Direct Marketing Notes from the U.K. Direct Response Copywriting Archive April 2018 2

April 2018 2

From the desk of Scott Martin, direct response copywriter, Aspen, Colorado.

Direct Marketing Notes from the U.K.

Thoughts from the U.K.

I’m sending this email from the U.K. where I’m spending a few days seeing family and friends plus attending a wedding.

There are so many similarities between America and U.S. yet so many subtle and not-so-subtle differences.

Let me focus on a few differences that seem salient when it comes to direct marketing.

Print still exists in the U.K.

Newspapers are dying in the U.S., and, as a former employee of a major newspaper, it’s not a huge shock. But, in the U.K., people still want their physical newspapers and their physical magazines.

Look at just a small portion of a newsstand in a town in the U.K. ... hundreds of specialty magazines.

What’s totally remarkable is the variety of and depth of niches. The U.K. offers thriving magazines in everything from knitting to trucking.

Many copywriters believe they need to rush into a niche and specialize in a niche. That’s fine provided there’s plenty of business in the niche.

So there are two lessons here.

First … there’s a rampant thirst for information and this will never change. Good news for copywriters who help clients to sell information.

Second … it’s not all digital. Print is alive in certain areas and this can translate to direct mail. One of my clients has sent 2 million post cards in the past 12 months for a client in southern California in the health space.

TABLOIDS. You see them in New York City but nowhere else in the United States ... unless I’m missing something, which is very possible.

But daily tabloid newspapers are huge in the U.K. Deep inside these tabloids, the advertorial is prevalent. Yesterday, I saw an opt-in page ... in a newspaper.

You’ll see some magnificent headlines and copy in these newspapers. But you’ll also see some superb examples of advertorials. In fact, you’ll also see them in the broadsheet papers, like The Daily Telegraph. You will also see them in certain magazines.

Yes … direct marketing is alive and well in the UK plus there’s something else I’ve noticed in the U.K. People are more interested in deals.

It’s all apocryphal, of course, but I sense that people in the UK are more tuned into deals and promotions than they are in the U.S. Maybe it’s because the cost of living is so much higher in most of the U.K. than the U.S. but fatigue in the U.S. may also play a role.

Yes … direct marketing is alive and well in the U.K. So is print.

Scott Martin Direct Response Copywriter

Finding Great Clients Instead of Plonkers and Punters. Direct Response Copywriting Archive March 2018

March 2018 1

From the desk of Scott Martin, direct response copywriter, Aspen, Colorado.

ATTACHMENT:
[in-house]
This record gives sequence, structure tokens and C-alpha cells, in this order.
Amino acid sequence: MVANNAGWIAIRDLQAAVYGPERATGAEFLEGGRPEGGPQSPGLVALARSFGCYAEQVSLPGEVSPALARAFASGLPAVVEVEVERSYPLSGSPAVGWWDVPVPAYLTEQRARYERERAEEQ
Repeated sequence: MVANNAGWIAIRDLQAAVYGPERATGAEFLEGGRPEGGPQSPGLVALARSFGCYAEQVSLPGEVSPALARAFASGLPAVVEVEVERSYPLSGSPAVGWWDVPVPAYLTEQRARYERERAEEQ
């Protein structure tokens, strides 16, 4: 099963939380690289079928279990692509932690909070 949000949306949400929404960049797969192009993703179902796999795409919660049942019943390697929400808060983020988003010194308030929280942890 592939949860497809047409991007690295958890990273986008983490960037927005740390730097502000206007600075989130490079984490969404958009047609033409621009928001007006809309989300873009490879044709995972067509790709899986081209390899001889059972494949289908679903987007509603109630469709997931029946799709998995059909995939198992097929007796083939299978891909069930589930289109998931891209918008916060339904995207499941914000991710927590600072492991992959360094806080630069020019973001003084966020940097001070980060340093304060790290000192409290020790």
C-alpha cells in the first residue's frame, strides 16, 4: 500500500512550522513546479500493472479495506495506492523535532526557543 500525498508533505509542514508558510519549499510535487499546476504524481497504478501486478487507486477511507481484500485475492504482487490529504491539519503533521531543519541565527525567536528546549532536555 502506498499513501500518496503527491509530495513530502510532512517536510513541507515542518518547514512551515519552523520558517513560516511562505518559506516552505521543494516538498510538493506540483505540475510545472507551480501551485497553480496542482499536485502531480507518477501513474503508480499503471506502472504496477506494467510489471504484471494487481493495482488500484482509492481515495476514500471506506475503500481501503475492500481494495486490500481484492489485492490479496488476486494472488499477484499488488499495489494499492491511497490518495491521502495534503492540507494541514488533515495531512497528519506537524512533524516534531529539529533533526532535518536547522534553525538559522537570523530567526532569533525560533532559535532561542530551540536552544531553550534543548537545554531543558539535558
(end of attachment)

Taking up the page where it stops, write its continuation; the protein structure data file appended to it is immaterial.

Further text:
Some Thoughts About Refining Your Client Search ... So You Find Great Clients Instead of Total Plonkers and Punters.

I wrote a PDF last year titled, “The 17 Worst Ways to Find Clients” … or something like that … and maybe one of these days, maybe in a few weeks, I’ll dig it out and send it to this database. It makes for interesting reading. Many of the ways you've heard are really great are, in fact, a total waste of time.

If you’re a copywriter, then I’m certain you have tried several different ways to find clients, likely with mixed results. Or just really poor results.

I have ample work, especially from a couple of clients, and I’m fortunate that my website generates leads ... over 700 in the past 5 years.

Some of the people who contact me are serious direct marketers; others are serious but have “one and done” project work, which is fine, but it’s always preferable to have regular assignments from a company: you get to know them and their list plus you're not constantly searching for clients.

Still, having a website that generates leads is ultimately a passive exercise.

So … over the next few months, I’m going on the offensive. I’m going to keep working for the two clients I just mentioned, provided they still like me, but I’m going to FIND two, maybe three, additional clients.

What do these clients look like?

Great traffic. Great list. Excellent traffic buyer. Superb products that really appeal to their current and prospective customers. The need and desire to keep selling products and services. Total compliance and dedication to ethical business practices. The willingness, if not rampant desire, to invest in copy and PAY THEIR COPYWRITER. A direct marketing mindset. One of my current clients has a copy of Breakthrough Advertising in the bathroom. A growth mindset. The constant desire to improve. A general disdain for all things branding. The ability to test like crazy … and celebrate both success and failure. Generally amenable and pleasant people in the organization. A paucity of corporate bureaucracy. An entrepreneurial mindset … plus ambition. Speed … getting products to market quickly. No copy police looking over my every word. They trust me. Ample cash in the bank. Size: between 10-30 employees. The potential to work together for many years. A need for direct marketing expertise.

I could probably think of a few other criteria but that’s a pretty good list above.